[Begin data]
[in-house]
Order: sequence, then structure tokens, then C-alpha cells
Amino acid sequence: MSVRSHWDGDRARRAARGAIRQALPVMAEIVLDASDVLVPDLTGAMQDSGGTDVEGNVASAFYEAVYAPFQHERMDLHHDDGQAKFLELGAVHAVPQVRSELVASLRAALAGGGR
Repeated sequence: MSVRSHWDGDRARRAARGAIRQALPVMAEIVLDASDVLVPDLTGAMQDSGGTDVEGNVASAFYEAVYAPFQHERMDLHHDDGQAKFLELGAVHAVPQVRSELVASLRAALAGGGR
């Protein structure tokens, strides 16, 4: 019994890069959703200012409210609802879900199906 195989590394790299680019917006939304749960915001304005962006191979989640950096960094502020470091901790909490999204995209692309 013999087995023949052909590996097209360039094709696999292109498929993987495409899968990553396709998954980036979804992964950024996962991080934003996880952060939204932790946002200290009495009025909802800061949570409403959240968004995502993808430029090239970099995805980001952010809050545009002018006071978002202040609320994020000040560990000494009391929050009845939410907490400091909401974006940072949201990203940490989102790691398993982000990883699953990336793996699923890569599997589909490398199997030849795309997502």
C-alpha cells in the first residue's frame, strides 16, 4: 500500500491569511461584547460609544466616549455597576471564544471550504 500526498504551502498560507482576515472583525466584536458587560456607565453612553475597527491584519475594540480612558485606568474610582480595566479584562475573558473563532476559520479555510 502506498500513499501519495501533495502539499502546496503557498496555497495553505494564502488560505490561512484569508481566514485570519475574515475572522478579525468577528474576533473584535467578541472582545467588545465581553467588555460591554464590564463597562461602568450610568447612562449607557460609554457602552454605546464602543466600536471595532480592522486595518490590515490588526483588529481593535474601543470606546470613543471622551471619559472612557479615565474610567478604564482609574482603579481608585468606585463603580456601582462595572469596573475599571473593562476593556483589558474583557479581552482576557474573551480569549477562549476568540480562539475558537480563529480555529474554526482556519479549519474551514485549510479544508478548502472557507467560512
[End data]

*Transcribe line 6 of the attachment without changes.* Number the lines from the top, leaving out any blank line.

C-alpha cells in the first residue's frame, strides 16, 4: 500500500491569511461584547460609544466616549455597576471564544471550504 500526498504551502498560507482576515472583525466584536458587560456607565453612553475597527491584519475594540480612558485606568474610582480595566479584562475573558473563532476559520479555510 502506498500513499501519495501533495502539499502546496503557498496555497495553505494564502488560505490561512484569508481566514485570519475574515475572522478579525468577528474576533473584535467578541472582545467588545465581553467588555460591554464590564463597562461602568450610568447612562449607557460609554457602552454605546464602543466600536471595532480592522486595518490590515490588526483588529481593535474601543470606546470613543471622551471619559472612557479615565474610567478604564482609574482603579481608585468606585463603580456601582462595572469596573475599571473593562476593556483589558474583557479581552482576557474573551480569549477562549476568540480562539475558537480563529480555529474554526482556519479549519474551514485549510479544508478548502472557507467560512